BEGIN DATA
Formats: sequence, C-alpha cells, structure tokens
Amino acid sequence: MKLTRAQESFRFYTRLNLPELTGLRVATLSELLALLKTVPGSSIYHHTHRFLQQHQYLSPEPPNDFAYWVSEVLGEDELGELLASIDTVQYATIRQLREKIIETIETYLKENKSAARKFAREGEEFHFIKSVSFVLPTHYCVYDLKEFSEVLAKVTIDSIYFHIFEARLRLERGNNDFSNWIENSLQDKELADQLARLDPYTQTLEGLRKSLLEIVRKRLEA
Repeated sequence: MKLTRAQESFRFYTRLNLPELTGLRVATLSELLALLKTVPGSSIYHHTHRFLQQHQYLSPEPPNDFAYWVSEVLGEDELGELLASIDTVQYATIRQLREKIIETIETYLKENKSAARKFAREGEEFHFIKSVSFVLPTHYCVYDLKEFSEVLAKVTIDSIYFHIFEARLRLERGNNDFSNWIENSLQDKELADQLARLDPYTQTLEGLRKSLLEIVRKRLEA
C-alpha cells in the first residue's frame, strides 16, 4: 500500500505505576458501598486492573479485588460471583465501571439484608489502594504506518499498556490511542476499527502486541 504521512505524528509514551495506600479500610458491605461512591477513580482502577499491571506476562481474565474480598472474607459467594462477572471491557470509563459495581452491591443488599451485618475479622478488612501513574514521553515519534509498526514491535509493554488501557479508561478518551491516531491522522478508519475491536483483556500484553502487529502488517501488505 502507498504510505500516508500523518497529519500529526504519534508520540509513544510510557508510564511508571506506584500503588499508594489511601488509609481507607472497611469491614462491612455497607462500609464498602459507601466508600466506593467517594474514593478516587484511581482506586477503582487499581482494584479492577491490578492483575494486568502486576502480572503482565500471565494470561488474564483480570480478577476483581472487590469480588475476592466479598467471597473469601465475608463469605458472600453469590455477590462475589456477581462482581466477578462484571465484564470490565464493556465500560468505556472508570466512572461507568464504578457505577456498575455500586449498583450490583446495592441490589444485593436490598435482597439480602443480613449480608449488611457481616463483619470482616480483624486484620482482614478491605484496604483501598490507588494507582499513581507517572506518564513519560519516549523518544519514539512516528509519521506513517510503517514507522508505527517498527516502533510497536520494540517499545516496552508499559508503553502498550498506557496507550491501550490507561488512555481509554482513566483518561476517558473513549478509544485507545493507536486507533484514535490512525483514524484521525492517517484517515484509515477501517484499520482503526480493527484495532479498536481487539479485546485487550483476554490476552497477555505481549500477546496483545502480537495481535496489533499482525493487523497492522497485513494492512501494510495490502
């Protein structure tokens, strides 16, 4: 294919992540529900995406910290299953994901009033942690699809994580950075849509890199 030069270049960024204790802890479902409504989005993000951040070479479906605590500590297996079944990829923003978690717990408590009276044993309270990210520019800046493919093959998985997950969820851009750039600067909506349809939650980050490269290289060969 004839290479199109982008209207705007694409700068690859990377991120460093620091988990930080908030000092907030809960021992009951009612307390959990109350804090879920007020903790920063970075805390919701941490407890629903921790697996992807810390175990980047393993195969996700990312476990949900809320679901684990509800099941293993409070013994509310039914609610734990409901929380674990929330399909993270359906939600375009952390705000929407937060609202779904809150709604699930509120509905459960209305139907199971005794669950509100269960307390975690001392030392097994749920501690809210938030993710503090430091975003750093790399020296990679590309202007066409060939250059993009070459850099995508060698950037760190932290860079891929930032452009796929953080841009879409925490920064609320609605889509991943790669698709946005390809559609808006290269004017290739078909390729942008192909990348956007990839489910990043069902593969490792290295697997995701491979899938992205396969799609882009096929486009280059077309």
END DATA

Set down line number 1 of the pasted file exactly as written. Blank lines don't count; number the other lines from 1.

Formats: sequence, C-alpha cells, structure tokens